Han Weiwen, president of Bain& Co's China branch, is keen to see the consultancy firm helping local companies build new business models, expertise, talents and organizations.
Han Weiwen leads Bain & Co's China unit, now in its silver jubilee, toward exciting solutions
Han Weiwen, president of the China branch of Bain & Company, the global management consulting firm, comes across as a cerebral executive who is consumed by his own insights into what makes a company a winner.
He gets excited and animated while discussing management－evidently, he is passionate about it－and has even co-authored a book on the subject (Founder's Mentality, whose Chinese version is out), spilling some secrets.
"After 10 years of research into 100 companies across 40 different sectors in China and globally, we've found that founder's mentality is the secret (to winning for companies)," he said.
Even before your mind could wonder if this is some digital-age management mumbo-jumbo, the sharp-brained Han, as if sensing your thoughts, holds forth.
Many companies, he said, experience predictable crises of slowing growth, but those with founder's mentality grow at a very healthy rate.
This insight has been gathered from Chinese companies, and is relevant to the current context of China's slowing economic growth. Han said an economy can be only as healthy as its constituent companies.
By saying that, he makes a case for more and more Chinese companies developing founder's mentality.
What exactly is founder's mentality?
Han said there are three main elements to founder's mentality.
First, the founder has a clear mission, sees himself as an insurgent and wages war on his industry and its standards on behalf of underserved customers.
Second, he, or she, has an owner's mindset.
Third, he or she must be obsessed with the front line of the business, its employees.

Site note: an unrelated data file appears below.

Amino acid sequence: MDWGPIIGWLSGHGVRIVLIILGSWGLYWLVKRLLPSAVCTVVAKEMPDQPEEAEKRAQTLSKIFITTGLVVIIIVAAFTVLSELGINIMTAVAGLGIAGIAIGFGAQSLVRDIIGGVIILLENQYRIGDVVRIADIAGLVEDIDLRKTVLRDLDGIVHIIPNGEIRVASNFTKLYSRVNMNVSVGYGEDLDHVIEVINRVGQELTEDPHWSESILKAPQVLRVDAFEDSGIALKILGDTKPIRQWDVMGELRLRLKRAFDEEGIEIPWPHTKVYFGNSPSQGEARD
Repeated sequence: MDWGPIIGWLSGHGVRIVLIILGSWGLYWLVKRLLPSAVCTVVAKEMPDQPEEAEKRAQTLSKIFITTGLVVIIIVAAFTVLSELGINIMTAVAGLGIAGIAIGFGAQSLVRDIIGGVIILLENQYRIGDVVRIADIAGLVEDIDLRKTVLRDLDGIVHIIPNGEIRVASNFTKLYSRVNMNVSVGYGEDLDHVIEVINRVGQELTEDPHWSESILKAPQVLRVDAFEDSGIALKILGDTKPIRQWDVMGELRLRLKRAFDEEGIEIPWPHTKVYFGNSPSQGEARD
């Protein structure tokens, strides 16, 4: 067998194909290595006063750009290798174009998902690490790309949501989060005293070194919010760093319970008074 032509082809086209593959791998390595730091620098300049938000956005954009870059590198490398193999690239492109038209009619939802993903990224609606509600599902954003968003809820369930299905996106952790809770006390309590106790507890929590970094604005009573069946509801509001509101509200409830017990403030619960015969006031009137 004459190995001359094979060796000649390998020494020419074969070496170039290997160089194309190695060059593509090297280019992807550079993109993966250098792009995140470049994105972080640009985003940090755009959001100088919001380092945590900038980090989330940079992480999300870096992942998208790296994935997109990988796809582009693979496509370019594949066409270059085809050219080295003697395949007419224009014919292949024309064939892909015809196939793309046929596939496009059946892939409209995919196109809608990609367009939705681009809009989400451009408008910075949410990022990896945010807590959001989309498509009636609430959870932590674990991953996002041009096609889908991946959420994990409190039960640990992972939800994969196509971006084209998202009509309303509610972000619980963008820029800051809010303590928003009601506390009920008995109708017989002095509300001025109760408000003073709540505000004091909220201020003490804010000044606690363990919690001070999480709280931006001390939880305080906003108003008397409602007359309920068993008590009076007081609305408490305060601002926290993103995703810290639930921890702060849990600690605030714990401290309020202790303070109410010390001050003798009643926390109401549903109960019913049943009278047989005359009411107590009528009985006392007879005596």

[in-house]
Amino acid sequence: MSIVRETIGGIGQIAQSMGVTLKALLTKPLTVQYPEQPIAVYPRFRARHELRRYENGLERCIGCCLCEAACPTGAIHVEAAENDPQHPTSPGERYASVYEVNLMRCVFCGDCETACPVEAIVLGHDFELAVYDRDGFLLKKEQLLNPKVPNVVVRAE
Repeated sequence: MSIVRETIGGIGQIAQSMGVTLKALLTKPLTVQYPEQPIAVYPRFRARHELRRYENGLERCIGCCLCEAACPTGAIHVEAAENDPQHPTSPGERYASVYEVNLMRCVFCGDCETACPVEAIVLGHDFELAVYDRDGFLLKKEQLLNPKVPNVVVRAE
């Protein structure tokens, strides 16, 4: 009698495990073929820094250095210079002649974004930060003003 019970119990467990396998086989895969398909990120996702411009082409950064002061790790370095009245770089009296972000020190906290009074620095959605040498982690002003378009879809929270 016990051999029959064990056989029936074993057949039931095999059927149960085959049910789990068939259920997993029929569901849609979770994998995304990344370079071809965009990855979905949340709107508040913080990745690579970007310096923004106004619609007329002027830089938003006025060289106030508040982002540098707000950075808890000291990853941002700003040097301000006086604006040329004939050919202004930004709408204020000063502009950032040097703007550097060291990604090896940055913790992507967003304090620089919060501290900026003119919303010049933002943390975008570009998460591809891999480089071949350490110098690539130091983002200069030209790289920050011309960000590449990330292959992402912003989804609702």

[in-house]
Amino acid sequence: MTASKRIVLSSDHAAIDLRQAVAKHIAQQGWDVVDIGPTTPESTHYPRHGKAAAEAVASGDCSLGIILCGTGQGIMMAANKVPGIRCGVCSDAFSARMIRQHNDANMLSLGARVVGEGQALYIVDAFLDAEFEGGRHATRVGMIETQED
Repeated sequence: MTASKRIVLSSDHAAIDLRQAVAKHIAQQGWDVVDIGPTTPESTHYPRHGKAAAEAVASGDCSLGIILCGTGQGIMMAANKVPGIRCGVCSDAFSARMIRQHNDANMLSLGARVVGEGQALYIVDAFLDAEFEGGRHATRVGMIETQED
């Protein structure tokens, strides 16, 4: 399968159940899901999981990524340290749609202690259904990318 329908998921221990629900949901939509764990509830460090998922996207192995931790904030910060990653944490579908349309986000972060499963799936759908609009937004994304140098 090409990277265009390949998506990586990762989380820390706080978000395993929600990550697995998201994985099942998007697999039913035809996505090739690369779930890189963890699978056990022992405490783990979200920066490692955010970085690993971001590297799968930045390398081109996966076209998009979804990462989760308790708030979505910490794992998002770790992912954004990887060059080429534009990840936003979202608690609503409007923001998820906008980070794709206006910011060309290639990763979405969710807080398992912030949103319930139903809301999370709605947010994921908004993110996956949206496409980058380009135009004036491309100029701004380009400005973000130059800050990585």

"Maintaining that founder's mentality is also very important for a partnership firm like Bain, so we are pushing very hard internally to really distill it, to continue to be successful," said Han.
As Bain & Co's point man in China, his focus is on three key areas: the firm's operations in China, the firm's clients in the country, and how those two areas could dovetail with the goals of the larger economy.
Toward that end, the insurgent mission for Bain & Co in China, he said, is to make its clients more valuable, by helping them make, and implement, better decisions, including learning to be driven by results rather than reports.
To achieve that, Bain & Co's China branch has 25 partners or co-owners, including Han, who are obsessed with the front line, and with being close to the clients and their front lines.
Han joined Bain 14 years ago. He took the local arm's reins in September. His ambition, he said, is to ensure Bain's continued success in China, more so because 2016 marked the silver jubilee of the local arm.
"We have had tremendous growth in the past years and this year has been a particularly good year for us."
How good? Han declined to share revenue figures, but said they are closely related to the number of partners.
"We want to accelerate our growth in China. But that growth is subject to the quality of our clients, services and talents, so we won't sacrifice quality to just simply grow."
So, should we "simply" take his word for "good"? Well, he said, one-third of Bain's clients in China are local companies now (while two-thirds are foreign multinationals).